The Black-Eyed Blonde: A Philip Marlowe Novel

Benjamin Black, Author
Benjamin Black. Holt, $27 (304p) ISBN 978-0-8050-9814-3
Hardcover - 256 pages - 978-1-4472-3804-1
Hardcover - 8 pages - 978-1-4450-3767-7
Hardcover - 8 pages - 978-1-4450-3768-4
Hardcover - 1 pages - 978-1-4450-3769-1
Hardcover - 352 pages - 978-1-4450-9914-9
Hardcover - 439 pages - 978-1-4104-6719-5
Book - 978-1-4272-4339-3
Open Ebook - 304 pages - 978-0-8050-9815-0
Compact Disc - 978-1-4272-3336-3
Paperback - 304 pages - 978-1-250-06212-3
Hardcover - 290 pages - 978-1-4472-3668-9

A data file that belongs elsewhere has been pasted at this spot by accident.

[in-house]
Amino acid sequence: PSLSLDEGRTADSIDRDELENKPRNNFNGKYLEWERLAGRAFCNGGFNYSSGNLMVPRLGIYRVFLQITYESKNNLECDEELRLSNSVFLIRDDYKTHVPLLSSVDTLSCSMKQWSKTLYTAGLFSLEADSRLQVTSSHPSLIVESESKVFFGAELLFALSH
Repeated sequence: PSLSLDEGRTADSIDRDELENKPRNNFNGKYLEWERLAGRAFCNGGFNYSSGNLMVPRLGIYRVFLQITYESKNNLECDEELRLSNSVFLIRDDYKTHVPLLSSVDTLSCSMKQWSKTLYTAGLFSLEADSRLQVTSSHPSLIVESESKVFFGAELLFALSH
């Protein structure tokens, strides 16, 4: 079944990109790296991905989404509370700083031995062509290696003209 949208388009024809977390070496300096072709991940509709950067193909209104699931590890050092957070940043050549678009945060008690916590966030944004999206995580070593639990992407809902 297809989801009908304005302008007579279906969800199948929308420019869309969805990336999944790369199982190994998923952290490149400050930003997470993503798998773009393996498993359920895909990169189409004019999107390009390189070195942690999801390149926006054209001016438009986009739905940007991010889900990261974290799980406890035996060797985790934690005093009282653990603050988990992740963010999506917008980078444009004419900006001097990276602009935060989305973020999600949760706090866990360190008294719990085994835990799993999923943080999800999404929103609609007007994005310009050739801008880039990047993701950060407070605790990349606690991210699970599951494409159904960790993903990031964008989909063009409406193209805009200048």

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Black (the pseudonym that John Banville uses for his crime fiction) isn’t the first to tackle the daunting challenge of recreating the distinctive narrative voice of Raymond Chandler’s world-weary, mean streets–walking L.A. private eye, Philip Marlowe. Despite Robert B. Parker’s lengthy experience in the PI genre, his sequel to The Big Sleep, Perchance to Dream, pales in comparison with Black’s pitch-perfect recreation of the character and his time and place. As for the language, Black nails Chandler’s creative and memorable similes and metaphors. When Marlowe shakes hands with someone, “It was like being given a sleek, cool-skinned animal to hold for a moment or two.” The title character, Clare Cavendish, wanders into Marlowe’s office to ask him to trace her lover, Nico Peterson, who disappeared two months earlier. The case appears to wrap up quickly after Marlowe learns that Peterson was the victim of a hit-and-run, but Cavendish has some major revelations in store. While the mystery is well plotted, Black elevates it beyond mere thoughtful homage with a plausible injection of emotion in his wounded lead. Author tour. Agent: Ed Victor, Ed Victor Literary Agency (U.K.). (Mar.)
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